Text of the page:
Monday, April 24, 2017

A Night at the Opera: Carl Orff Die Kluge/Der Mond at the Prague National Theater

When we were in Prague we went to the opera, mainly because I wanted to see the interior of the National Theater (see below), which is only possible during a performance.  I chose two one act plays by Carl Orff mainly because I hadn't ever seen them (much less heard of them) before, and they were on a good night for us.

Before the opera, the only music I knew from Orf was Carmina Burana.  Reading the probably best program I have ever seen (a 25 academic essay on Orff, the origins of CB,the complex relation of his music with Nazi Germany and more), I discovered that these two one-act operas were sort of fractured fairy tales.  The first one was Die Kluge, which we liked best, and which I will talk about here.  The fracturing comes in many forms.  There is little (if any) psychological depth; instead the action revolves around a series of riddles.  The helpful program points out the relation to 1001 Arabian Nights. All this is enhanced by the set and wardrobe that were made for this performance.

The program says "the aesthetics of our production comes across as a fantasy cross-over of loose inspiration by 1920s constructivism and op-art."  But I also see cubism which was the primary Czech contribution to avant-garde architecture.  For example, the House at the Black Madonna built 1911-12 by Josef Gocar (now the Museum of Cubist Art).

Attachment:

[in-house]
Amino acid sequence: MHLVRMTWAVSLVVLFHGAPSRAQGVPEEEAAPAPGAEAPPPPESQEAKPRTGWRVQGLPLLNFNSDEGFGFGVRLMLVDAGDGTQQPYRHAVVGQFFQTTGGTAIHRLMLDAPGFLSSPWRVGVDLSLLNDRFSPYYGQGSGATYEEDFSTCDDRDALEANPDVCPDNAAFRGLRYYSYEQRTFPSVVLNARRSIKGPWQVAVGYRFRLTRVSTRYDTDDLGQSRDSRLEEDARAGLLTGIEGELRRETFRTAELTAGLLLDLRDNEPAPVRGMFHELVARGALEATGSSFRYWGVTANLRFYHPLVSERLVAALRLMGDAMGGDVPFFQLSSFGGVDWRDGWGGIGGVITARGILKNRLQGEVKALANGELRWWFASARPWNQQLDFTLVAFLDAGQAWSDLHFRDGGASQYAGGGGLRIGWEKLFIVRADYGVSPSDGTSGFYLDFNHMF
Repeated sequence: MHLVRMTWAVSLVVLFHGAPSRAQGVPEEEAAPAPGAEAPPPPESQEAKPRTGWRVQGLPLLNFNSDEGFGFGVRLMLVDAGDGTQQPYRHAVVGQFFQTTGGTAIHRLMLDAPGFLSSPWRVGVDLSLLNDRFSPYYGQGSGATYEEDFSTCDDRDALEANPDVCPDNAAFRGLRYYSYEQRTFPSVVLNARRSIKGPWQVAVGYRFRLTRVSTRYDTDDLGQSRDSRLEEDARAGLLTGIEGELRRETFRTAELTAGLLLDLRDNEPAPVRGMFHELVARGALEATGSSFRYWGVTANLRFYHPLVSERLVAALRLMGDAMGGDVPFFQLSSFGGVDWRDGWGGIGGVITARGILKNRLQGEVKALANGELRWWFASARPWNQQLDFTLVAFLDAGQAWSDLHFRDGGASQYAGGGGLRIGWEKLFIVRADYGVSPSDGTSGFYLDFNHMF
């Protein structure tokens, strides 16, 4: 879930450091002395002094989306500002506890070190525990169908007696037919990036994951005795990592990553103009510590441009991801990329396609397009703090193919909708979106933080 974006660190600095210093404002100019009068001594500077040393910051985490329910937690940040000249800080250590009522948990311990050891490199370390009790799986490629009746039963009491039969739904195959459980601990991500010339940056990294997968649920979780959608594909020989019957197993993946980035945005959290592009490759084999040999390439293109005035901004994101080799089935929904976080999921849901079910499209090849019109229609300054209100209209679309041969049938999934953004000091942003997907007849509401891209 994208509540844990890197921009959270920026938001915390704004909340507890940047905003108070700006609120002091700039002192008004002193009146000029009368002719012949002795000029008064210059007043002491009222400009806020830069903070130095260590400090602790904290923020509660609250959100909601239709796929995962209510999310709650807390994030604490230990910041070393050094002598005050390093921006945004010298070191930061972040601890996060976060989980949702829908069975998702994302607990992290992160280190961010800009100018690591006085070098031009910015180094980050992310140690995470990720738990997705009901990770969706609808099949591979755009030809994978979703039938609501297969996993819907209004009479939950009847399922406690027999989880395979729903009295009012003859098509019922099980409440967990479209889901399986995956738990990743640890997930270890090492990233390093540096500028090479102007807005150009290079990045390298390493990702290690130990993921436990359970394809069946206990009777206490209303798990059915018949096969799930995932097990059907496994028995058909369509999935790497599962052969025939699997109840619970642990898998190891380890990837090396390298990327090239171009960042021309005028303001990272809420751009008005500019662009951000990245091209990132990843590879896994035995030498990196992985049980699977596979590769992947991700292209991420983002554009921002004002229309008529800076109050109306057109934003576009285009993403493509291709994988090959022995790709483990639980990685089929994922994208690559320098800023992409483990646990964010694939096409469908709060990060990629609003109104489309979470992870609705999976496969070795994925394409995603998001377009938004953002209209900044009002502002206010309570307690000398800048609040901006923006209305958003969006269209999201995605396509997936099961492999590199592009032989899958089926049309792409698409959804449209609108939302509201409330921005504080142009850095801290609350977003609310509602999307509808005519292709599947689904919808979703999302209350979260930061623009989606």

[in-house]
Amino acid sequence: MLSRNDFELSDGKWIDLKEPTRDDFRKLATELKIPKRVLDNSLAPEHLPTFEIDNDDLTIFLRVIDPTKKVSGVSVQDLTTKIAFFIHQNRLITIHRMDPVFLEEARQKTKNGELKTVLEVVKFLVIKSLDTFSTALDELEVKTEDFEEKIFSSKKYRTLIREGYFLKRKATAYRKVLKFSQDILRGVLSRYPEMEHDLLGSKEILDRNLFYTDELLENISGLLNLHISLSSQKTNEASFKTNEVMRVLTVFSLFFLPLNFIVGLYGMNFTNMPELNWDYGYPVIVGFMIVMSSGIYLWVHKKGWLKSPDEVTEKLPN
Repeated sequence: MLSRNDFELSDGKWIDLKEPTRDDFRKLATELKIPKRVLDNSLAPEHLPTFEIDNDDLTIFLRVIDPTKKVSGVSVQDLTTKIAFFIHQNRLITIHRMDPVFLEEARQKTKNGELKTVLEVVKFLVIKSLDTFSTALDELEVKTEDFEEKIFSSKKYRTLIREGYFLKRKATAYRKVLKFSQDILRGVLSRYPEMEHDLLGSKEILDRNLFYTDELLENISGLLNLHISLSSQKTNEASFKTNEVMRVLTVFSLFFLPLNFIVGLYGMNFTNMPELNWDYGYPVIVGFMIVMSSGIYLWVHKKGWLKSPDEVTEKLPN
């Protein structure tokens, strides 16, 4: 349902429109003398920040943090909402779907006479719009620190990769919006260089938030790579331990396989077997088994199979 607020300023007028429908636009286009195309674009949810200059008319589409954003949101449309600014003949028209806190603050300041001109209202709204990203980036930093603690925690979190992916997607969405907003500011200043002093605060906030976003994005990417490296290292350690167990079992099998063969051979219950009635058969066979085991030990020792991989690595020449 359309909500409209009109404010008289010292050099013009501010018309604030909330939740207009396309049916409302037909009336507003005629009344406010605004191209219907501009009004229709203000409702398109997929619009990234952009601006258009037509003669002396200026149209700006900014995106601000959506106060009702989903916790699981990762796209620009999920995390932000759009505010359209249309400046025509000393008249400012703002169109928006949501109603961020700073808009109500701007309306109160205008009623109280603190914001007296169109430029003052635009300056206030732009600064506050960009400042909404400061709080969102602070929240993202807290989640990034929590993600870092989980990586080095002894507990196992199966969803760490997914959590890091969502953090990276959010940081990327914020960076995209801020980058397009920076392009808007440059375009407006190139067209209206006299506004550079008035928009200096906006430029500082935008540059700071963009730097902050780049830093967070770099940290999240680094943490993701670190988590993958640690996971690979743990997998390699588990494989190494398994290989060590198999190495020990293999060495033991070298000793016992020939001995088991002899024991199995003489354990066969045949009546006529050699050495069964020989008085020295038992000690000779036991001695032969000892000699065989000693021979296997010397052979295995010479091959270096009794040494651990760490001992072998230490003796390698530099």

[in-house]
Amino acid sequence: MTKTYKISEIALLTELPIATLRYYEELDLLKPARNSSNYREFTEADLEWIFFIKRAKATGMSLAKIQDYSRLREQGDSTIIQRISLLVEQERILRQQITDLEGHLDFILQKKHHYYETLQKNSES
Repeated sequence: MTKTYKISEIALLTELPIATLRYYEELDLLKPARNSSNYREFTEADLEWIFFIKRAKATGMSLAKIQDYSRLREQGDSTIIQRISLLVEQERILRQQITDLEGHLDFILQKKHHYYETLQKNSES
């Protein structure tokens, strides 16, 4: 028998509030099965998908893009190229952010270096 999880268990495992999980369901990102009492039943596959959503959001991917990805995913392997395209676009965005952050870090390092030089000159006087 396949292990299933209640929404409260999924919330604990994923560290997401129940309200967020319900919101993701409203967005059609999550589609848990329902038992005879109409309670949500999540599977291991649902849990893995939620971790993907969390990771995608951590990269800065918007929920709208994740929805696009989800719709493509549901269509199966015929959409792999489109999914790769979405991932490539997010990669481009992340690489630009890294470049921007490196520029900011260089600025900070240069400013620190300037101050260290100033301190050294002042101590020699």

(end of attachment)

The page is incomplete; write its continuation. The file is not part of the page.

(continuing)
It was a marvelous, and marvelously unexpected, pleasure. And it got us into the National Theater.

The National Theater was important  (like the Hungarian Parliament or the Millenium buildings) in establishing a Czech identity.  It was constructed by publicly raised funds, and its iconography paid attention to the importance of language and literature to the Czeck people.

The National Theater opened in 1881.  After eleven performances of Smetana's Libuse, composed specifically for the event, the theater burned to the ground.  A second collection to raise funds was immediately initiated and was an enormous success: the theater was rebuilt.  How important art, architecture, literature,language was to Czeck identity.

All the ornamentation is allegorical, done to a strict iconographic program.

The interior

The famous curtain.  It represents not only the building of the nation but the building of the theater as well.

And here we are enjoying it all.  Ah Europe!


Monday, April 10, 2017

Desserts. Budapest 2017.

I never knew how much I loved Eastern Euopean desserts before I went to Hungary!  (Sometimes I forgot to take the picture until I was half way through>)

Friday, April 7, 2017

Dozsa Gyorgy ut, Budapest. Another Day, Another Street of Beautiful Buildings.